Among Kenting's beaches and resorts stands its gray-white dome, its nuclear power plant. Placed on the edge of a very space-limited island, the plant takes advantage of its location and uses the water to cool its reactors.  Though the plant was not built for aesthetic reasons, the idea of a nuclear power plant holds interest for tourists; it is considered a local landmark, and hundreds of people a year take pictures with the building. But little consideration is given to its meaning in terms of Taiwan and its energy sources, as well as the effects of the plant's location.
Recent attention has been called to the thermal effects of Kenting's nuclear reactors on the fish. The heat released from the plant is said to be destroying he coral reefs surrounding the beach, which in turn is throwing the local ecosystem off balance. Further, a shift in the biodiversity of the waters in this area could have harmful effects on the Kaoshong's local fishing industry. Government-sponsored research at the Academia Sinica has found that the water has, just over the last 26 years, raised the temperature 0.5 degrees. 
Kenting is the third of six power plants in Taiwan. The first research nuclear reactor was built in 1956, and immediately after, a flurry of nuclear energy departments sprang up including the Atomic Energy Council and the Nuclear Energy Research Institute. By 1986, a mere 30 years later, six nuclear plants had sprung up over the island. 
Taiwan's status as a small island has resulted in a severely limited number of resources. More than 97% of its energy is imported, including both fossil fuels and raw nuclear materials.  Because nuclear energy is significantly more cost-effective than other sources of energy, a Taiwanese and American firm signed an agreement on joint development of uranium ore in 1985, and in 1987, Taiwan entered into a contract with the Republic of South Africa as an additional source of its uranium ore.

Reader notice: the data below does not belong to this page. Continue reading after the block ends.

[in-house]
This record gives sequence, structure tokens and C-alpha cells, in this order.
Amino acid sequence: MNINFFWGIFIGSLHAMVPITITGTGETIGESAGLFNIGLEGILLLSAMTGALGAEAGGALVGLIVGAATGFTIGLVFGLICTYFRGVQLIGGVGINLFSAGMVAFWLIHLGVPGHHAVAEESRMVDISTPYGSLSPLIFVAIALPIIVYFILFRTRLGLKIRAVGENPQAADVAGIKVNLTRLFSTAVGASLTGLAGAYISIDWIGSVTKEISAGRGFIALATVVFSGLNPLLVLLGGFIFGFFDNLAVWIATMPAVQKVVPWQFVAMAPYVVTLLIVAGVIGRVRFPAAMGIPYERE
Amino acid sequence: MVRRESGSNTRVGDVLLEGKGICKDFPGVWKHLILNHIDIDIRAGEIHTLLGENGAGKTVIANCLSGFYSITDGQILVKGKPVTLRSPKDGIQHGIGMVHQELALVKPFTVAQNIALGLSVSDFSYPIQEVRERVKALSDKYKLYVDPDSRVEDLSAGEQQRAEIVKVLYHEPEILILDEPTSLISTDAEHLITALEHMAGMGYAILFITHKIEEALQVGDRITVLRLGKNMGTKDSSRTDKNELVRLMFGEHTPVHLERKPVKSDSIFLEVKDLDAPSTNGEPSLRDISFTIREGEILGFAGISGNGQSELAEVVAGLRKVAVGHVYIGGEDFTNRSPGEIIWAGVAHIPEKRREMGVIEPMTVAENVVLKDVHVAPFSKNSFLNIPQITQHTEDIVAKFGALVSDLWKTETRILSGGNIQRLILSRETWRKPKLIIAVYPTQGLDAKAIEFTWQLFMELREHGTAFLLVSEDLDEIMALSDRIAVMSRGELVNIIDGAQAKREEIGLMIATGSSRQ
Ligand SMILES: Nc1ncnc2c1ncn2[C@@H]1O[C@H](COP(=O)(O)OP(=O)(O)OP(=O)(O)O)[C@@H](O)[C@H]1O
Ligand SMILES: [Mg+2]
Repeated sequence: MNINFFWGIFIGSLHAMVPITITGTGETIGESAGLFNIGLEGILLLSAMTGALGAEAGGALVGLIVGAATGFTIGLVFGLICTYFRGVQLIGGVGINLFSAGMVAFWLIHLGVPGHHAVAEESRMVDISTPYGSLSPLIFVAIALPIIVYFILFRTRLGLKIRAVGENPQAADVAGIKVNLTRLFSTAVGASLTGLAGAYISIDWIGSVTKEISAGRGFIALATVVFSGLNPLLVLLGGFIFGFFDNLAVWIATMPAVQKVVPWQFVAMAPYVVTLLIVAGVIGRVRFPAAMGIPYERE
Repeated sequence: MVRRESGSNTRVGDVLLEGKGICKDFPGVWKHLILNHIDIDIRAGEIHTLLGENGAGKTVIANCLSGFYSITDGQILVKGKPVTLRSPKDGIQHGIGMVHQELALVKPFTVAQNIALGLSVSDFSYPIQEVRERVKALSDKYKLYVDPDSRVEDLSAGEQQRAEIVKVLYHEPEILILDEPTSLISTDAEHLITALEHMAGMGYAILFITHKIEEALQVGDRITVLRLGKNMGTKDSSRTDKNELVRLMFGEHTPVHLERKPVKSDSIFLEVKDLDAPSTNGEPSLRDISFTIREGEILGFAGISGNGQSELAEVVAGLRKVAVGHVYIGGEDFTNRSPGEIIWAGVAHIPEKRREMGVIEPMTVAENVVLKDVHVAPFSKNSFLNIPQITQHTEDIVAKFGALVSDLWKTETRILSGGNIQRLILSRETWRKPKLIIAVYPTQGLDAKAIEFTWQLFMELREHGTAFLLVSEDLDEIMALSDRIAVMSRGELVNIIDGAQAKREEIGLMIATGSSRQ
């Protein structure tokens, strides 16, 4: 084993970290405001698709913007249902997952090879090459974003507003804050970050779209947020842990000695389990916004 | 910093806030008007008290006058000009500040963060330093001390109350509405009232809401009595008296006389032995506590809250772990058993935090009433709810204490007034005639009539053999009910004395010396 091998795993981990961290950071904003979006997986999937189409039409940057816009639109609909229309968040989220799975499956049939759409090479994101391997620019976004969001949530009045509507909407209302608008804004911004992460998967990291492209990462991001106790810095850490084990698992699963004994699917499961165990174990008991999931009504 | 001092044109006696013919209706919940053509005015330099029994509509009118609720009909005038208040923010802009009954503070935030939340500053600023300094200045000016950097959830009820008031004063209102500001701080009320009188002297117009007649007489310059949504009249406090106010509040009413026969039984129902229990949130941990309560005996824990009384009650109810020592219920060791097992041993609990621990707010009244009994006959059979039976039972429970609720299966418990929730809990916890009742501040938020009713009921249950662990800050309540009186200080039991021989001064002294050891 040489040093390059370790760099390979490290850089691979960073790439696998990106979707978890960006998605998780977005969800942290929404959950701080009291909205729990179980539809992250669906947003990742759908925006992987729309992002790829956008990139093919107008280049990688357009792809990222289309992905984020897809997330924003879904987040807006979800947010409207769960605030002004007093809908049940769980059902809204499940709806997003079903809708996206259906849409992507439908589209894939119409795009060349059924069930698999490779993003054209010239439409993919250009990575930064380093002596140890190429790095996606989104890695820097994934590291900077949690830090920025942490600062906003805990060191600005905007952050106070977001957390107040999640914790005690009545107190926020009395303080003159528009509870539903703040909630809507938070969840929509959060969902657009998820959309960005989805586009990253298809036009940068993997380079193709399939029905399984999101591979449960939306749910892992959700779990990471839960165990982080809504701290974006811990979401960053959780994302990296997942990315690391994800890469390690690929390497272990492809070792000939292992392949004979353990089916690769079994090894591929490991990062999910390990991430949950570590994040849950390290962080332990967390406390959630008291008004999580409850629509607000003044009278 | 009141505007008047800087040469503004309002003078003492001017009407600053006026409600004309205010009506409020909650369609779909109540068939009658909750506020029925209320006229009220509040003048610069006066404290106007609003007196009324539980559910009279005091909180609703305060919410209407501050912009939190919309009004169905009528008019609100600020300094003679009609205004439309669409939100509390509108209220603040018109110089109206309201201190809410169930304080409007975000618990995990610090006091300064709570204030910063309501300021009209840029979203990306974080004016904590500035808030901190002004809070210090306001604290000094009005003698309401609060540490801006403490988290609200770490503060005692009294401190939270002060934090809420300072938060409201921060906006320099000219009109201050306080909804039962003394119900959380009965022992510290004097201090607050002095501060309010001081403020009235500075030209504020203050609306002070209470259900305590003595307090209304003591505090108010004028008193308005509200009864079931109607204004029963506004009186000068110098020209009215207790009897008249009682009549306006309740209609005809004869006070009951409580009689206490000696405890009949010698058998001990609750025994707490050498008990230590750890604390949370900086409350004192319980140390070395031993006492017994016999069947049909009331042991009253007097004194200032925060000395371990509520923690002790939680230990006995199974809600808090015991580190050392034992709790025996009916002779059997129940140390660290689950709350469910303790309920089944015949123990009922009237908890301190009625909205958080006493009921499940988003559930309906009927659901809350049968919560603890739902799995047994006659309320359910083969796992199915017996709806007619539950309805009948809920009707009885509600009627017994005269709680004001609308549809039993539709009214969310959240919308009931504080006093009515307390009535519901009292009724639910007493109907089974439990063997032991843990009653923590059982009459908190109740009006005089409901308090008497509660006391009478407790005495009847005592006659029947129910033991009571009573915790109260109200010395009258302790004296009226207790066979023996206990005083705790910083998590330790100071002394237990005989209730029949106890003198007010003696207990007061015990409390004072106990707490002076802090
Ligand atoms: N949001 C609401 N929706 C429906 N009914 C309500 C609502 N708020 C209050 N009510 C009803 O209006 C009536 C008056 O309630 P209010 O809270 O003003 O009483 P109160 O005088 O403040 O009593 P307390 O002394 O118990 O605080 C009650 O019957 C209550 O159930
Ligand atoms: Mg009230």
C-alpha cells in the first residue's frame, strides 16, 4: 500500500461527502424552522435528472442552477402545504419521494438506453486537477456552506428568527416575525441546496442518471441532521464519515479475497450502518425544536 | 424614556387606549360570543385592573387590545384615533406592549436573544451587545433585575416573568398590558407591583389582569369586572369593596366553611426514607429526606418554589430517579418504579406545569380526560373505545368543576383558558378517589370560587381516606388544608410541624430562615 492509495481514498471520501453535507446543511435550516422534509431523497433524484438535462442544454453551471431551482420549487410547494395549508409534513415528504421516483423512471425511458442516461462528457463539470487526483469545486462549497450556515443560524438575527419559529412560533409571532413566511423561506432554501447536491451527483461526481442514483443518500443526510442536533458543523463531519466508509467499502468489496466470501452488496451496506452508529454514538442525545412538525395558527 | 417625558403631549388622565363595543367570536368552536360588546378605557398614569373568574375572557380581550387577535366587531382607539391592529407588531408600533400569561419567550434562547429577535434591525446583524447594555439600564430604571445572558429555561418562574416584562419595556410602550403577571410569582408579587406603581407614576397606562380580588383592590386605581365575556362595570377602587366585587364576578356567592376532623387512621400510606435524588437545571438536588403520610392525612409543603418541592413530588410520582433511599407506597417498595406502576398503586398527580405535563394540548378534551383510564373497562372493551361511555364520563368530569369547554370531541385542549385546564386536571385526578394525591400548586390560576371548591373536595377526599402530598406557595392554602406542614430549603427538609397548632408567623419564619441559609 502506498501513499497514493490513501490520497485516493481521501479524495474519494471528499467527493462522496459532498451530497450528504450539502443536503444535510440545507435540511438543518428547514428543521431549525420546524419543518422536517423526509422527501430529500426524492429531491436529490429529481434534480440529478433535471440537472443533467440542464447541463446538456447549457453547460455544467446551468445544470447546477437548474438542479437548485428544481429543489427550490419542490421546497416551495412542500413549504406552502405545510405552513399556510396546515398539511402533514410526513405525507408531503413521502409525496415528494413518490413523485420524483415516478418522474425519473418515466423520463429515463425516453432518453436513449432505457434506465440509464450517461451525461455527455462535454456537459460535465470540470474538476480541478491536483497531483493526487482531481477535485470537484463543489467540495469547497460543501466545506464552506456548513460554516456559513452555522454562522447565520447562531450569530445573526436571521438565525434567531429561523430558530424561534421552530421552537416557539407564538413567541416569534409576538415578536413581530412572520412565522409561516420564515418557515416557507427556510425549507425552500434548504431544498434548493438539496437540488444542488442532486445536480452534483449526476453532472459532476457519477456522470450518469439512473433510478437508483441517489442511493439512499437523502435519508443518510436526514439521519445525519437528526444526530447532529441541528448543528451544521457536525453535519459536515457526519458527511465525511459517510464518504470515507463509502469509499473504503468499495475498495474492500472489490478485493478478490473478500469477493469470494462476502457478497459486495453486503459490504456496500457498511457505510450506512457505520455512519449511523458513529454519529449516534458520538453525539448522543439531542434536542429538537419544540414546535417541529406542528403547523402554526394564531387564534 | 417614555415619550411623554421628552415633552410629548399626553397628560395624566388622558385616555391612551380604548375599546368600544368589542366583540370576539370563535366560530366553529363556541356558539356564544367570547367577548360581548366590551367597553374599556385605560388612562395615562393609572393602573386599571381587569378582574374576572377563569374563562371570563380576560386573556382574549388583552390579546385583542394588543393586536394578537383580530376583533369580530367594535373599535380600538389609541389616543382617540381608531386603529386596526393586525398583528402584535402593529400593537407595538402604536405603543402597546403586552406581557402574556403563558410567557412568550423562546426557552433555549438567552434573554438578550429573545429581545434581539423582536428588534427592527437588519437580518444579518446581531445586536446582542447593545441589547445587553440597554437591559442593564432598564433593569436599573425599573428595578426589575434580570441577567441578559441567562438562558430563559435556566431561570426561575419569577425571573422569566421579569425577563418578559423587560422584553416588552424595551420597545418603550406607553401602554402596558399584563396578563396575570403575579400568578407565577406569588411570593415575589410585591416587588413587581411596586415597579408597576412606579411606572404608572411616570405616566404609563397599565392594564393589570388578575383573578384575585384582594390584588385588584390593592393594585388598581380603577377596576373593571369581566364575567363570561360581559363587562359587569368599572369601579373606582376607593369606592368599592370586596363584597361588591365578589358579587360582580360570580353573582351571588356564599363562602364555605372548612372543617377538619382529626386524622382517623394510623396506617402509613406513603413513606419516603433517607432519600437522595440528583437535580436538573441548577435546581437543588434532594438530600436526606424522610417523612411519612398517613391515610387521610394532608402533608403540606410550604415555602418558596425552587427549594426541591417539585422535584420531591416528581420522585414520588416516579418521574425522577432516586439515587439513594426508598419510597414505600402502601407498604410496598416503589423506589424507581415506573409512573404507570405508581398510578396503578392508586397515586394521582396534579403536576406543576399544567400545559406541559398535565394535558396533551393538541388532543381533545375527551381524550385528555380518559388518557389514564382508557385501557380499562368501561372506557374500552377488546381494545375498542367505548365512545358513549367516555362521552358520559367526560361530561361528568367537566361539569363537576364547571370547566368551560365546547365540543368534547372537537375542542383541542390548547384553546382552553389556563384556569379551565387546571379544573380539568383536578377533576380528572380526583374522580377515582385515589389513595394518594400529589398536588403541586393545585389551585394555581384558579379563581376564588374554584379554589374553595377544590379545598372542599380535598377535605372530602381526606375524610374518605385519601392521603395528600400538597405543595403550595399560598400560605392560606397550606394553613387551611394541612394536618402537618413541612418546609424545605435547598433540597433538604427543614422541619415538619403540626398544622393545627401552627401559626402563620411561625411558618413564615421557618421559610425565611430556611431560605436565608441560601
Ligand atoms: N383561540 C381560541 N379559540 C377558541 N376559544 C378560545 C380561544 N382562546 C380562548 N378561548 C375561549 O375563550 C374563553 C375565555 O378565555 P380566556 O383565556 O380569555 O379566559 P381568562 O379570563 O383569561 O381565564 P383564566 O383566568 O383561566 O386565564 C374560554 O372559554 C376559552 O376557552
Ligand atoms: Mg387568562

The IAEA (International Atomic Energy Agency released the following energy statistics on energy use in Taiwan:
"Electricity demand was growing at almost 5% per year, but this is slowing to about 3.3% pa to 2013. Nuclear power has been a significant part of the electricity supply for two decades and now provides one quarter of base-load power and 17% overall, though nuclear comprises only 11% of 46 GWe installed capacity. Coal-fired plants comprise 26% of capacity and in 2008 delivered 38% of the power. LNG provides 20% of the power. Total power generated in 2008 was 238 billion kWh, nuclear being 17% of this, 40.8 billion kWh gross, 39.3 TWh net." 
But the future of nuclear energy only increases the amount of dependence on nuclear energy. The six currently running nuclear facilities are all licensed to at least 2020 (the farthest to 2037). Their collective installed gross MWe adds up to around 5000 MWe. 
Waste from the plants goes to either a small radioactive waste storage facility on the small island of Lan-Yu, but in general the used fuel is directly disposed. The Kenting plants, along with the Chinshan plants (the first 2 plants built) require dry storage. Plans for digging a repository have been made and completion is set for 2032. 
Two more plants are to open in 2011 (originally planned for 2009).  Motivated by the country's fear that its fossil fuel supplies are unstable, nuclear power currently holds 1/5 of the energy in Taiwan. With the addition of these new plants to the list of Taiwan's energy sources, the hope is that energy for the island can become much more self-sufficient. 
© 2011 Brenda Ou. The author grants permission to copy, distribute and display this work in unaltered form, with attribution to the author, for noncommercial purposes only. All other rights, including commercial rights, are reserved to the author.
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